1393 Holy Communion separates us from sin. The body of Christ we receive in Holy Communion is "given up for us," and the blood we drink "shed for the many for the forgiveness of sins." For this reason the Eucharist cannot unite us to Christ without at the same time cleansing us from past sins and preserving us from future sins:
- For as often as we eat this bread and drink the cup, we proclaim the death of the Lord. If we proclaim the Lord's death, we proclaim the forgiveness of sins. If, as often as his blood is poured out, it is poured for the forgiveness of sins, I should always receive it, so that it may always forgive my sins. Because I always sin, I should always have a remedy.230
1394 As bodily nourishment restores lost strength, so the Eucharist strengthens our charity, which tends to be weakened in daily life; and this living charity wipes away venial sins.231 By giving himself to us Christ revives our love and enables us to break our disordered attachments to creatures and root ourselves in him:
- Since Christ died for us out of love, when we celebrate the memorial of his death at the moment of sacrifice we ask that love may be granted to us by the coming of the Holy Spirit. We humbly pray that in the strength of this love by which Christ willed to die for us, we, by receiving the gift of the Holy Spirit, may be able to consider the world as crucified for us, and to be ourselves as crucified to the world. . . . Having received the gift of love, let us die to sin and live for God.232
1395 By the same charity that it enkindles in us, the Eucharist preserves us from future mortal sins. The more we share the life of Christ and progress in his friendship, the more difficult it is to break away from him by mortal sin. The Eucharist is not ordered to the forgiveness of mortal sins - that is proper to the sacrament of Reconciliation. The Eucharist is properly the sacrament of those who are in full communion with the Church.
1396 The unity of the Mystical Body: the Eucharist makes the Church. Those who receive the Eucharist are united more closely to Christ. Through it Christ unites them to all the faithful in one body - the Church. Communion renews, strengthens, and deepens this incorporation into the Church, already achieved by Baptism. In Baptism we have been called to form but one body.233 The Eucharist fulfills this call: "The cup of blessing which we bless, is it not a participation in the blood of Christ? The bread which we break, is it not a participation in the body of Christ? Because there is one bread, we who are many are one body, for we all partake of the one bread:"234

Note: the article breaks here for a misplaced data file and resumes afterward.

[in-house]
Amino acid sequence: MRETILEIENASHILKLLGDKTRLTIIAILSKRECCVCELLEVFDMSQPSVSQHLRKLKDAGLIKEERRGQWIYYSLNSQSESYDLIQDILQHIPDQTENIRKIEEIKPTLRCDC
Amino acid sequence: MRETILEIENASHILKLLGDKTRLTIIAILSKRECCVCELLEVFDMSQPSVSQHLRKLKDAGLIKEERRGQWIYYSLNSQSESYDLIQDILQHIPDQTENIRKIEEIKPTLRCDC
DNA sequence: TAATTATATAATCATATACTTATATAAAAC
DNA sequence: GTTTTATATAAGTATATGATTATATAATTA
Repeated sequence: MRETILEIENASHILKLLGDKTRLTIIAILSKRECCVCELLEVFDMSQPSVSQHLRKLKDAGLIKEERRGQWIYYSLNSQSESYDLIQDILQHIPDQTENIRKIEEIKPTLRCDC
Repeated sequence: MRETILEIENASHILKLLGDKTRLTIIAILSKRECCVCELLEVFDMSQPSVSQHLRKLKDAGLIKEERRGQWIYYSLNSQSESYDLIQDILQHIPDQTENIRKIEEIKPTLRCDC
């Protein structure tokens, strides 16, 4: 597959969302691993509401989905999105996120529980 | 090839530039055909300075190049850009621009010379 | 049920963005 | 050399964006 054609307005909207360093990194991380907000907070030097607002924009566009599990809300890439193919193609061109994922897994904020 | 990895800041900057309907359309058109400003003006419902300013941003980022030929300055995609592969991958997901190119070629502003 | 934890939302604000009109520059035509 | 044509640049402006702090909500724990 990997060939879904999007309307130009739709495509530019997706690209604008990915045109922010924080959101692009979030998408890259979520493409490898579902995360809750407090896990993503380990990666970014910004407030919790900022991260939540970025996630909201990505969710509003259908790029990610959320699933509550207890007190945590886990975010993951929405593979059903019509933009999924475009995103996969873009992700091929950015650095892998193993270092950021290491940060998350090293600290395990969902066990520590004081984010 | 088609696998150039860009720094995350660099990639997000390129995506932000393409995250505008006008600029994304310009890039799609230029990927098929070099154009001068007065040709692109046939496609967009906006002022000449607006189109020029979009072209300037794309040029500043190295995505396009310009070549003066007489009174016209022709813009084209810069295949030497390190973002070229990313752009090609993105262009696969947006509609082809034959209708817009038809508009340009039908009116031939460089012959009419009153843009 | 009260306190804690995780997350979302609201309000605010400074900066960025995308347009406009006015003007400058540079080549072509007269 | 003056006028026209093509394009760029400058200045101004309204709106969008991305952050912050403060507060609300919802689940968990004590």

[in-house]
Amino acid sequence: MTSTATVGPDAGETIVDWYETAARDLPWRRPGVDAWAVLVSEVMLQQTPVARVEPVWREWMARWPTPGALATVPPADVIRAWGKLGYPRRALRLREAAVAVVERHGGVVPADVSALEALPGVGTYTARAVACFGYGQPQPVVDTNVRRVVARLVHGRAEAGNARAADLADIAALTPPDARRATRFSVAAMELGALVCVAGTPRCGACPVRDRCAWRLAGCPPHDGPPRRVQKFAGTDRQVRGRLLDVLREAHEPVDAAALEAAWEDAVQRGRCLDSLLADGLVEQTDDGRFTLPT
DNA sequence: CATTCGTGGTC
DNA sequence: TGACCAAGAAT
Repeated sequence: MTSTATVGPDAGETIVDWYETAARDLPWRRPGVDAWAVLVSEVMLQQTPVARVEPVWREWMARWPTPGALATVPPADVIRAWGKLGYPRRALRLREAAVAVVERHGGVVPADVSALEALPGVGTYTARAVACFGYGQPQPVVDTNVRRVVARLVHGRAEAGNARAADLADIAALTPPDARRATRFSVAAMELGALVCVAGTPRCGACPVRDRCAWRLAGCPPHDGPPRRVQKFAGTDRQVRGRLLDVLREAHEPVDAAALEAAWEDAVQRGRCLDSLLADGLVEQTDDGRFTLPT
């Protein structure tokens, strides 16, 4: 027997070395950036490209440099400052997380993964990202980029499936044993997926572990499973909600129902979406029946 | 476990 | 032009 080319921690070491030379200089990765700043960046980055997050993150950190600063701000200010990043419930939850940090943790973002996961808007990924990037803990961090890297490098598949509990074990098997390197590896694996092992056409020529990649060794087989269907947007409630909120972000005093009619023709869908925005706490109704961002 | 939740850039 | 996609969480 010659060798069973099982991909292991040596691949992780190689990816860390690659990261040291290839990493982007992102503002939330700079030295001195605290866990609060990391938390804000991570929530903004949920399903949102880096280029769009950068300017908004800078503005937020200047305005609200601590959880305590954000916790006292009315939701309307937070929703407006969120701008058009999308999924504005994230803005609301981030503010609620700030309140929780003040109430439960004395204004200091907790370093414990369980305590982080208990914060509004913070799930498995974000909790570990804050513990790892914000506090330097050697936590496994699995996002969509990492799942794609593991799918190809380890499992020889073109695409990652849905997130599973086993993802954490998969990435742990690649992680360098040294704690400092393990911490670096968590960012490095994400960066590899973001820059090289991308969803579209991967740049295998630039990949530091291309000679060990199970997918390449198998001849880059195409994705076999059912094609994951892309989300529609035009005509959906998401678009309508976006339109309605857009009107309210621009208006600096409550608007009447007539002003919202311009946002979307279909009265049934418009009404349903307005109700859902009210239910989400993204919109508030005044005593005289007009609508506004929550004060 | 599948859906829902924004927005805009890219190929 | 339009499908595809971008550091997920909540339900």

- If you are the body and members of Christ, then it is your sacrament that is placed on the table of the Lord; it is your sacrament that you receive. To that which you are you respond "Amen" ("yes, it is true!") and by responding to it you assent to it. For you hear the words, "the Body of Christ" and respond "Amen." Be then a member of the Body of Christ that your Amen may be true.235
1397 The Eucharist commits us to the poor. To receive in truth the Body and Blood of Christ given up for us, we must recognize Christ in the poorest, his brethren:
- You have tasted the Blood of the Lord, yet you do not recognize your brother,. . . . You dishonor this table when you do not judge worthy of sharing your food someone judged worthy to take part in this meal. . . . God freed you from all your sins and invited you here, but you have not become more merciful.236
1398 The Eucharist and the unity of Christians. Before the greatness of this mystery St. Augustine exclaims, "O sacrament of devotion! O sign of unity! O bond of charity!"237 The more painful the experience of the divisions in the Church which break the common participation in the table of the Lord, the more urgent are our prayers to the Lord that the time of complete unity among all who believe in him may return.
1399 The Eastern churches that are not in full communion with the Catholic Church celebrate the Eucharist with great love. "These Churches, although separated from us, yet possess true sacraments, above all - by apostolic succession - the priesthood and the Eucharist, whereby they are still joined to us in closest intimacy." A certain communion in sacris, and so in the Eucharist, "given suitable circumstances and the approval of Church authority, is not merely possible but is encouraged."238
1400 Ecclesial communities derived from the Reformation and separated from the Catholic Church, "have not preserved the proper reality of the Eucharistic mystery in its fullness, especially because of the absence of the sacrament of Holy Orders."239 It is for this reason that, for the Catholic Church, Eucharistic intercommunion with these communities is not possible. However these ecclesial communities, "when they commemorate the Lord's death and resurrection in the Holy Supper . . . profess that it signifies life in communion with Christ and await his coming in glory."240
1401 When, in the Ordinary's judgment, a grave necessity arises, Catholic ministers may give the sacraments of Eucharist, Penance, and Anointing of the Sick to other Christians not in full communion with the Catholic Church, who ask for them of their own will, provided they give evidence of holding the Catholic faith regarding these sacraments and possess the required dispositions.241